There are a four Haxe related events upcoming within the couple of months.
- Code Of War by David Mouton with registration closing on Thursday 5th November 2015
- Haxe, a statically-typed language that compiles to Python (and more) at PyCON HK 2015 by Andy Li between 7th-8th November 2015
Andy Li has written more about the two talks he will be giving over on his blog.
Brendan’s talk actually still needs to be voted for, so quickly pop on over and vote for him! It literally takes seconds.
Also, to make sure his talk will cover everything Haxe JS, he’s looking for your thoughts and suggestions on the topic, and some help on how to install Haxe, OpenFL and HaxeFlixel offline.
In between his talks, Andy Li has also been working on improving Haxe support on Debian and Ubuntu OS’s. Fedora is apparently the next OS to get an “official” package, with Ubuntu also planned to get an automated nightly build PPA!
AND Andy has a Haxe usage survey currently in progress, a quick 10 question form that will help Andy and the Haxe Foundation understand the dedicated Haxe community. Of course, Andy will publish his results to his site when it’s complete.
Robert Konrad has released Kha
15.10, available from HaxeLib. In his announcement article, Robert has added Direct3D 12 support, OS X 10.11 support and direct AGAL support to Krafix.
An oldie but a classic, Castle Siege by Lubos Lenco has been recreated using Kha and the updates have been made live for iOS and Android. The earliest roundup I could find that mentions Castle Siege was in issue 97! and it appears it was originally made with NME, 3 years ago.
While we are on HaxeLib updates, here are a few more:
Not a HaxeLib release, but just as important, HxScout
0.5.0 is out, “faster, fixed close-session-crash & new additions to user guide” is available now to download.
Joshua Granick has posted over on the OpenFL blog October Development Update which highlights just some of the new features and fixes that have landed in the various OpenFL repositories over the last few months, covering Lime
3.3.8 and SWF
One particular update to the OpenFL family is the custom plugin for Flash CC, because of the recent additions to SWF HaxeLib. Lars Doucet has tweeted an example of a Flash CC project compiled to native C++, with the source code on GitHub.
OpenFL also has inprogress Apple tvOS support, contributed by Valerio Santinelli who had been documenting his progress over on the OpenFL forums. Valerio has contributed source to HXCPP, Lime and OpenFL.
Mino Monsters 2: Evolution, created with Haxe and OpenFL has been released, available now for iOS and Android. Sash MacKinnon and Josh Buckley of Mino Games have also raised $2.2M in funding!
And the start of the OpenFL merchandise starts now.
If you’re new to Haxe and OpenFL, and happen to be using a Mac, there is a handy tutorial out this week called Haxe and OpenFL on Mac - A quick start for mobile development by the InfoHeap team.
If you’re planning on only targeting Android with Haxe and OpenFL, over on the Intel Developer Zone you can read about Haxe Toolkit: Compilation for Intel x86 for the Android Platform. In the article they appear to be using an older version of Haxe, HXCPP and OpenFL.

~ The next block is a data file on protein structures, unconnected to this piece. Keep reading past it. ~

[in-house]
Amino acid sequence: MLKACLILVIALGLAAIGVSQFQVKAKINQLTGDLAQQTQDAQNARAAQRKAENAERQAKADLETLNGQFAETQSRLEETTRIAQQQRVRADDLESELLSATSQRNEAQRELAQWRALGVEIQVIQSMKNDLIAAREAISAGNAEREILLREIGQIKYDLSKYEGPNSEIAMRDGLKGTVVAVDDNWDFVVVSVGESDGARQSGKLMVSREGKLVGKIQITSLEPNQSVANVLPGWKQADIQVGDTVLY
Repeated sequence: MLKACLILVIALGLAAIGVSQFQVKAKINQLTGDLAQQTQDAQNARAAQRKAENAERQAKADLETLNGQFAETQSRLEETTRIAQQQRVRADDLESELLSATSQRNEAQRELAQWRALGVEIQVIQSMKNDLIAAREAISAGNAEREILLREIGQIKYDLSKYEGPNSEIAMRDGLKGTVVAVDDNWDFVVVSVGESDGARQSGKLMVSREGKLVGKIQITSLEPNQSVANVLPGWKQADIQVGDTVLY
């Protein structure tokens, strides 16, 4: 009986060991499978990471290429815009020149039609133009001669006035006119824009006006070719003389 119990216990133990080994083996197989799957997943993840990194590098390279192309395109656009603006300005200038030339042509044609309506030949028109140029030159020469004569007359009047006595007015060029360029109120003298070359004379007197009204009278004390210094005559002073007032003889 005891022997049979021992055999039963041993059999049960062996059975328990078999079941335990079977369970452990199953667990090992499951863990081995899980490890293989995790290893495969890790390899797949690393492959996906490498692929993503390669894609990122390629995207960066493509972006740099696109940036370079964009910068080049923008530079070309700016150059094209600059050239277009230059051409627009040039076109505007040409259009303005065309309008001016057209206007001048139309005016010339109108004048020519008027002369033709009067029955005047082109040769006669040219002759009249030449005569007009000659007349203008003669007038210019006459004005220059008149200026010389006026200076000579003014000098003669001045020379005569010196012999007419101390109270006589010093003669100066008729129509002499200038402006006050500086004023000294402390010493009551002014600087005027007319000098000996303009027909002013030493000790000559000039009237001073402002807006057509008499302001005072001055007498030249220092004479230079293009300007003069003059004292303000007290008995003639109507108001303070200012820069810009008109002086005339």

This week’s set of videos are all OpenFL related.
- Haxe & Lime 3D Particles, BillBoard & Grass system by Djoker
- Haxe Terrain GeoMipMap by Djoker
- Haxe, OpenFL and HaxeFlixel MODE running on Apple tvOS by Valerio Santinelli
- Raspberry Pi Touch Display with OpenFL by Patrick Gutlich
Patrick has also written about Using the Raspberry Pi Touch Display with OpenFL and about Using the GPIO ports with OpenFL, which was featured in last week’s roundup.
Ian Harrigan has published a preview of HaxeUI v2 supporting 9-slice skinning for the OpenFL renderer, with other backends being updated soon. You can try out the OpenFL 9-slice support via the HaxeUI v2 demo.
Nick has written about the engine that powers Enki Adventures in the article One Big Parsing Engine. It just makes sense. Under the hood, Nick uses OpenFL and HaxeFlixel.
There have been two game releases in the last week:
- The Great Block! by Nachofries for Android.
- Sky Troops by Arnaud Dagnelies which was announced over on the Haxe mailing list and made open source, created with CreateJS.
Silvio has written how to hook into the flow build tool, which is part of the snõwkit collective, in his article Luxe/Flow Hooks Example.
Andrei Rudenko has created a sunflower seed generator using luxe engine and mínt, both part of the snõwkit collective, which you can try out now!
Matthijs Kamstra, has once again updated the HaxeNode website, with an improved article on Automation using Haxe and NodeJS. If you have any suggestions for HaxeNode, or want to contribute an article, contact Matthijs who is trying creating a community built and run site.
Siratama released a runtime metadata utility as a gist on GitHub showcasing the different use cases for using runtime metadata.
Clark Jones has released a modified version of HaxeScript.hx, which is “a tiny shell script that you can use to make scripting with Haxe very straight forward”, with the modified version allowing you to set compiler args in your script, which in turn allows you to use HaxeLibs.
To finish this week’s roundup off is the new the Haxe Foundation have released their branding page, which currently states how the Haxe logo should be used. Mark Knol contributed this for the Haxe Foundation, which seemed to be perfect timing.